Nigeria is planning to scale up its cocoa production to meet local market demand as the country mulls export to earn more foreign exchange.
Agriculture and Rural Development Minister, Dr Mohammad Abubakar, who dropped the hint stated the desire of the Federal Government to increase Nigeria’s cocoa production from the present 340,000 tonnes to 500,000 tonnes by 2024.
The Minister made this known during a courtesy visit by Mr Arrion Michel, Executive Director, International Cocoa Organisation (ICCO), on Tuesday, June 7, 2022, in Abuja.
He told Michel that Nigeria is ranked number four among cocoa producing countries in the world and assured that Nigeria could achieve an increase in cocoa production based on the present drive of the Federal Government and relevant stakeholders towards utilisation of improved varieties.
“Recently, Nigeria has made a remarkable move to join the Living Income Differential (LID) initiatives which was established by Cote d’Ivoire and Ghana in 2019 which aims at guaranteeing the livelihood of small holder farmers through LID of $400/ton of cocoa beans sold.
“The two countries are benefiting while Nigerian cocoa farmers are at disadvantage of this benefit due to unregulated and liberalised cocoa industry in the country,” he said.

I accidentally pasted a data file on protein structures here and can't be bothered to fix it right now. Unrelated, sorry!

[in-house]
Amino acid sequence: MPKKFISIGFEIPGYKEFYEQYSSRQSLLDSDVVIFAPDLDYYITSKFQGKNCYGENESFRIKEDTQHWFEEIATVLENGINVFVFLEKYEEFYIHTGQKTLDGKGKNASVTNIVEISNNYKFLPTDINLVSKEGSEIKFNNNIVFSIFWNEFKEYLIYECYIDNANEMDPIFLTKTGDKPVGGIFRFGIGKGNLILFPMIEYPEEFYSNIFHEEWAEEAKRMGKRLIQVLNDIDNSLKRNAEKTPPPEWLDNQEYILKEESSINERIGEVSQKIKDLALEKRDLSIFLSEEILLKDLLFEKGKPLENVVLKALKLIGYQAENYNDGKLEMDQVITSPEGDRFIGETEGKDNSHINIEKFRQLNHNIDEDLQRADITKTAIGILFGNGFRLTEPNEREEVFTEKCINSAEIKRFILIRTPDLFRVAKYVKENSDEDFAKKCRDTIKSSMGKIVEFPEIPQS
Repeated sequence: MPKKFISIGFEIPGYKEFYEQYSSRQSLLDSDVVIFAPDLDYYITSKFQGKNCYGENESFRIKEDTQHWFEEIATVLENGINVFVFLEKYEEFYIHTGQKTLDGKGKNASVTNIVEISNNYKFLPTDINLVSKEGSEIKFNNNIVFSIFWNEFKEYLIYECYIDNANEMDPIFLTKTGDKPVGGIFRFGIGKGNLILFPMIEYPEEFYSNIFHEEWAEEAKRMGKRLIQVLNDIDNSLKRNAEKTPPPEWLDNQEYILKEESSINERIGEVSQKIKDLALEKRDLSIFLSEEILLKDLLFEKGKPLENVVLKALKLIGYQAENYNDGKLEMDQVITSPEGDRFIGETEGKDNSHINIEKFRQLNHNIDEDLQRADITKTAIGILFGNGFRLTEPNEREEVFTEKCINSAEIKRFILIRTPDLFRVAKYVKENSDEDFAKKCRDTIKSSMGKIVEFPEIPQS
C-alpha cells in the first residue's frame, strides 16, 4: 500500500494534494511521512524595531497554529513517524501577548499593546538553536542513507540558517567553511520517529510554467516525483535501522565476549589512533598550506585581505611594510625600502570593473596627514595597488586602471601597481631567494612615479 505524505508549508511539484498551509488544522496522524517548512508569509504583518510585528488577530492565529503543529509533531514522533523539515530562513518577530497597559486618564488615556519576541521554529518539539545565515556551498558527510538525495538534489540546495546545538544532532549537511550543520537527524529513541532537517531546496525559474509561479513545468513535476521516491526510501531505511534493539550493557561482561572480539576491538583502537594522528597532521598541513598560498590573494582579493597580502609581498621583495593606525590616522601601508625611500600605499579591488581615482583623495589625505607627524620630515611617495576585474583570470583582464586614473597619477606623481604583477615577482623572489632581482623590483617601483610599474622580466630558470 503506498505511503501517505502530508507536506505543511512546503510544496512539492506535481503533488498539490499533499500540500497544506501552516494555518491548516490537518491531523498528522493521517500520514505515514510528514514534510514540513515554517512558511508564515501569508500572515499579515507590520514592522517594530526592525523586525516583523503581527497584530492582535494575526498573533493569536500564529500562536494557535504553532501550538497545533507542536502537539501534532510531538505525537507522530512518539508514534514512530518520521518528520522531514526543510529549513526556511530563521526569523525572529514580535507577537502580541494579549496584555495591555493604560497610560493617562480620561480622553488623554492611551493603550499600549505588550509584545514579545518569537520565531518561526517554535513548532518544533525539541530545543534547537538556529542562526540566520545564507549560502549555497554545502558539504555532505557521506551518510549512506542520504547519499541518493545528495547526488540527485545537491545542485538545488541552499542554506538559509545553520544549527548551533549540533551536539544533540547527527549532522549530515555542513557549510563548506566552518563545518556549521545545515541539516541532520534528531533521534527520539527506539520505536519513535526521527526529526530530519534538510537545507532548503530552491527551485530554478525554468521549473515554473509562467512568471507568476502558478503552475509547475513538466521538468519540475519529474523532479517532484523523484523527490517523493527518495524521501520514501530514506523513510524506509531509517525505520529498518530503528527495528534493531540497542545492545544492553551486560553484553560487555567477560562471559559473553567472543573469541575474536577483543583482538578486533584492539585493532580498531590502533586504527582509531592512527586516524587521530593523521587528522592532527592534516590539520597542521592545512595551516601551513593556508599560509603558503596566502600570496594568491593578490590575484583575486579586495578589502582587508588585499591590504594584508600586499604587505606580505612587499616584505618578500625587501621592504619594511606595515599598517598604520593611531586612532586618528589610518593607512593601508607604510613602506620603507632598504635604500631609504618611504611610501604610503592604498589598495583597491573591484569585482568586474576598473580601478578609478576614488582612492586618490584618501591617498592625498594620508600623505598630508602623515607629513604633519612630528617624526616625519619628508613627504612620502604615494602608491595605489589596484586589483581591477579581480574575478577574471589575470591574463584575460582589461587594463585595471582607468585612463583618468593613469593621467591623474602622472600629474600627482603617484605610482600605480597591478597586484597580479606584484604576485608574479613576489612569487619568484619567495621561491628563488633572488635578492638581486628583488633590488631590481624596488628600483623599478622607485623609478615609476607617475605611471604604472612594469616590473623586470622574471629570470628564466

Abubakar said that the interactive meeting between Nigerian delegation and Ghana cocoa board had yielded a positive result with the recent approval by ministry to establish the National Cocoa Management Committee (NCMC).
“The committee will consist of all relevant stakeholders in the Nigerian cocoa industry, develop a framework for the regulation and monitoring of all activities in the cocoa sector in order to achieve transparency, traceability and sustainability,” he said.
He said that the NCMC would be powered by legislation through the National Assembly to give the process a legal backing.
The Minister pledged that the ministry would implement the LID system as the country strives to take cocoa production to a new height.
Michel, in response applauded the Minister for his hospitality and revealed that Africa produces about 80 per cent of cocoa “but the price is determined in Europe and there is need to address the issues of market force”.
He also pointed out that “Cote d’Ivoire, Ghana and Ecuador are the major producers of cocoa while Nigeria is the fourth producer of the product, saying that the product is a key to smallholder farmers in many countries.”
The Director, Federal Department of Agriculture, Mr Abdullahi Abubakar, represented by Mr Bendard Ukattah, a Deputy Director in the ministry, commended the Minister for his commitment to ensure that country cocoa value chain strives.
He also appreciated Michel and his team and the Federal Ministry of Industry Trade and Investment for their efforts and pledged the ministry’s cooperation to move the cocoa sub sector forward.